• CEEDAR Innovation Configuration on Culturally Responsive Teaching (State Personnel, Practitioners, Early Childhood)
    This paper features an innovation configuration (IC) matrix that can guide teacher preparation professionals in the development of appropriate culturally responsive teaching (CRT) content.
  • U.S. Department of Education's Rethinking Discipline Webpage (State Personnel, Practitioners, Researchers, Data)
    This webpage links to several federal resources and guidance documents related to the issue of significant disproportionality and equitable discipline practices.

Identification, Eligibility, and Evaluation of Students with Disabilities

  • IRIS Center Module on the Pre-Referral Process  (Practitioners, State Personnel)
    This Module highlights the benefits of the pre-referral process—a preventative approach that can eliminate inappropriate referrals to special education—and outlines the six stages most commonly involved in its implementation
  • NCII Ask the Expert Videos (State Personnel, Practitioners, Early Childhood)
    These two Ask the Expert videos provide background on the identification and eligibility of students with disabilities. Access the videos here and here.

Stakeholder Engagement

Symposium Postwork

Special Needs

Mobile Website

Lodging, Dining, Activities

Call for Proposals

Speaker Bios

Photo of Edward Fergus

Edward Fergus, Ph.D., is Assistant Professor of Educational Leadership and Policy at Steinhardt School of Culture, Education and Human Development at New York University.  Edward is a former high school teacher, evaluator, and community school program director. Dr. Fergus’ current work is on the intersection of educational policy and outcomes with a specific focus on Black and Latino boys’ academic and social engagement outcomes, disproportionality in special education and suspensions, and school climate conditions. He has published numerous articles and is the author of Skin Color and Identity Formation: Perceptions of Opportunity and Academic Orientation among Mexican and Puerto Rican Youth (Routledge Press, 2004), co-editor of Invisible No More: Disenfranchisement of Latino Men and Boys (Routledge Press, 2011), co-author of Schooling For Resilience: Improving Trajectory of Black and Latino boys (Harvard Education Press, 2014) and author of Solving Disproportionality and Achieving Equity (Corwin Press, 2016).  Fergus serves on various boards such as NY State Governor’s Juvenile Justice Advisory Group (2010-present), appointed in 2011 to the Yonkers Public Schools Board of Education (2011-2013), advisory board member of the NYC Mayor’s Leadership Taskforce on Suspension and School Climate (2015-2016) and Young Men’s Initiative (2016-present), and is an expert consultant for the U.S. Department of Justice Civil Rights Division on Educational Opportunities (2014-present). Dr. Fergus received a bachelor’s degree in Political Science and Education from Beloit College and a doctorate in Educational Policy and Social Foundations from the University of Michigan.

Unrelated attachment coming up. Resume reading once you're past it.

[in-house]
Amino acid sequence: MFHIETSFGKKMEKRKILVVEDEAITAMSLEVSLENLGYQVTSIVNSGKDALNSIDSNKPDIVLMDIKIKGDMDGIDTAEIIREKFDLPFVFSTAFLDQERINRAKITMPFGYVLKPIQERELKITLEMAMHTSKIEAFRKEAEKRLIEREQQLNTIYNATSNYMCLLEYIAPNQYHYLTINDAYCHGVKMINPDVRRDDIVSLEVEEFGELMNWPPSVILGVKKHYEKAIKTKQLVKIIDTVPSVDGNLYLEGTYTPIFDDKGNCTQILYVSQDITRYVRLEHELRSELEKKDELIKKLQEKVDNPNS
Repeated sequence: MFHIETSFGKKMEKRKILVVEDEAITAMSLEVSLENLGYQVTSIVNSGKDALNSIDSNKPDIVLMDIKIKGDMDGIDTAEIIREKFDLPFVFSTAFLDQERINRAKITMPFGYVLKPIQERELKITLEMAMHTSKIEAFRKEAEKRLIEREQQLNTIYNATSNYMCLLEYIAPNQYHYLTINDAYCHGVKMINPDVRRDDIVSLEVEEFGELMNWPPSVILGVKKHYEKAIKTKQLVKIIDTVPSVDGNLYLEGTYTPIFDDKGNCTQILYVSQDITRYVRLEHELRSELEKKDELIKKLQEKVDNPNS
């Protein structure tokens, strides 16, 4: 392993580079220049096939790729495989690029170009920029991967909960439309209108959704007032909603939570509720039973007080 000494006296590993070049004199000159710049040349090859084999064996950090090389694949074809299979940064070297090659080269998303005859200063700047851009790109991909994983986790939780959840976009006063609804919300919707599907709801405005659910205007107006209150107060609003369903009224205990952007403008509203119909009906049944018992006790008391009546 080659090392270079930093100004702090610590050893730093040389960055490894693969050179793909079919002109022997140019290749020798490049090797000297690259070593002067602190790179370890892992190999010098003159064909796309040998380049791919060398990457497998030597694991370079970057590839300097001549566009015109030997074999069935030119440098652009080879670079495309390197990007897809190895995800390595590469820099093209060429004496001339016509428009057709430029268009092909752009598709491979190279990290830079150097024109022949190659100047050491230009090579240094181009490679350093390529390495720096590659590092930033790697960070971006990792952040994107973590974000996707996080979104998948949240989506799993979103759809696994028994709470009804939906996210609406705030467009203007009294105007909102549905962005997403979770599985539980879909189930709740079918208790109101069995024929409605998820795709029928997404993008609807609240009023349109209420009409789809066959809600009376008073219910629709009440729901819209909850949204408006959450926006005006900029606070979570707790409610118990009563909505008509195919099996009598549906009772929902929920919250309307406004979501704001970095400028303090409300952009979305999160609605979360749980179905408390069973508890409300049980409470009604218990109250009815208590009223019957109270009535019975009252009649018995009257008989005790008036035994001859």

Photo of Michael Gross

Michael Gross is a Senior Policy Advisor in the OSERS’ Office of Policy and Planning, where he was extensively involved in the development and adoption of the Significant Disproportionality / Equity in IDEA regulations. Prior to joining OSERS two years ago, he practiced law for twenty years. Most recently, he served in the Office of General Counsel as regulatory counsel for the Department. Before joining ED, he was the Assistant General Counsel for General Law at the National Indian Gaming Commission, the federal agency that oversees gaming under the Indian Gaming Regulatory Act. Before moving to Washington D.C., he was a partner at Cooper Levenson in Atlantic City, New Jersey, where he had an appellate practice before the state and federal courts in New Jersey and an administrative law practice before the New Jersey Division of Gaming Enforcement and Casino Control Commission. Mr. Gross is a Phi Beta Kappa graduate of Haverford College in Haverford, Pennsylvania, and he holds a Master’s Degree in Philosophy from the University of Minnesota and a Juris Doctor from the University of California, Hastings College of the Law.

Photo of Kent McIntosh

Kent McIntosh, Ph.D., is a Professor in the Department of Special Education and Clinical Sciences at the University of Oregon and Director of Educational and Community Supports, a research unit in the College of Education. He is Co-Investigator on the OSEP National Technical Assistance Center on PBIS and lead of the Center’s Disproportionality Workgroup and has worked as a school psychologist, teacher trainer, and teacher in both general and special education.